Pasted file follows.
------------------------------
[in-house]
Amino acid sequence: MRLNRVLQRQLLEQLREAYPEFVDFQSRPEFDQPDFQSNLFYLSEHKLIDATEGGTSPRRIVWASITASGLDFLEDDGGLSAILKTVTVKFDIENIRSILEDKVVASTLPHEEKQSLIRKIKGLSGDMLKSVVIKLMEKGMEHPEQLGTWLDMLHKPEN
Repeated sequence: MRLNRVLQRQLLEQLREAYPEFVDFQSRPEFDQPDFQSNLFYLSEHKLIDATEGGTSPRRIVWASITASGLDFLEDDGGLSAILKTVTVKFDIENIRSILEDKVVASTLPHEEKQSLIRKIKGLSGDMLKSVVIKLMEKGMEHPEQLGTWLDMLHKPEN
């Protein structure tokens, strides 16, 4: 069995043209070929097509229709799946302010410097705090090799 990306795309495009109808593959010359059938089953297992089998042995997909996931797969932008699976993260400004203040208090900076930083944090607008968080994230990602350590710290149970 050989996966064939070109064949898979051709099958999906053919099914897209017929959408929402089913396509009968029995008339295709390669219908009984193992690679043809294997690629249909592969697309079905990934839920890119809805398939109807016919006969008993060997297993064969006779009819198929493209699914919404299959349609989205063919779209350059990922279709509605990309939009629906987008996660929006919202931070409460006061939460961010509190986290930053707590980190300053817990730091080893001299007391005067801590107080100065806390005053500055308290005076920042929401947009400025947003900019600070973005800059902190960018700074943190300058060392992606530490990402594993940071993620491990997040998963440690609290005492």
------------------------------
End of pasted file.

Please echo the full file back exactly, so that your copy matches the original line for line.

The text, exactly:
[in-house]
Amino acid sequence: MRLNRVLQRQLLEQLREAYPEFVDFQSRPEFDQPDFQSNLFYLSEHKLIDATEGGTSPRRIVWASITASGLDFLEDDGGLSAILKTVTVKFDIENIRSILEDKVVASTLPHEEKQSLIRKIKGLSGDMLKSVVIKLMEKGMEHPEQLGTWLDMLHKPEN
Repeated sequence: MRLNRVLQRQLLEQLREAYPEFVDFQSRPEFDQPDFQSNLFYLSEHKLIDATEGGTSPRRIVWASITASGLDFLEDDGGLSAILKTVTVKFDIENIRSILEDKVVASTLPHEEKQSLIRKIKGLSGDMLKSVVIKLMEKGMEHPEQLGTWLDMLHKPEN
């Protein structure tokens, strides 16, 4: 069995043209070929097509229709799946302010410097705090090799 990306795309495009109808593959010359059938089953297992089998042995997909996931797969932008699976993260400004203040208090900076930083944090607008968080994230990602350590710290149970 050989996966064939070109064949898979051709099958999906053919099914897209017929959408929402089913396509009968029995008339295709390669219908009984193992690679043809294997690629249909592969697309079905990934839920890119809805398939109807016919006969008993060997297993064969006779009819198929493209699914919404299959349609989205063919779209350059990922279709509605990309939009629906987008996660929006919202931070409460006061939460961010509190986290930053707590980190300053817990730091080893001299007391005067801590107080100065806390005053500055308290005076920042929401947009400025947003900019600070973005800059902190960018700074943190300058060392992606530490990402594993940071993620491990997040998963440690609290005492």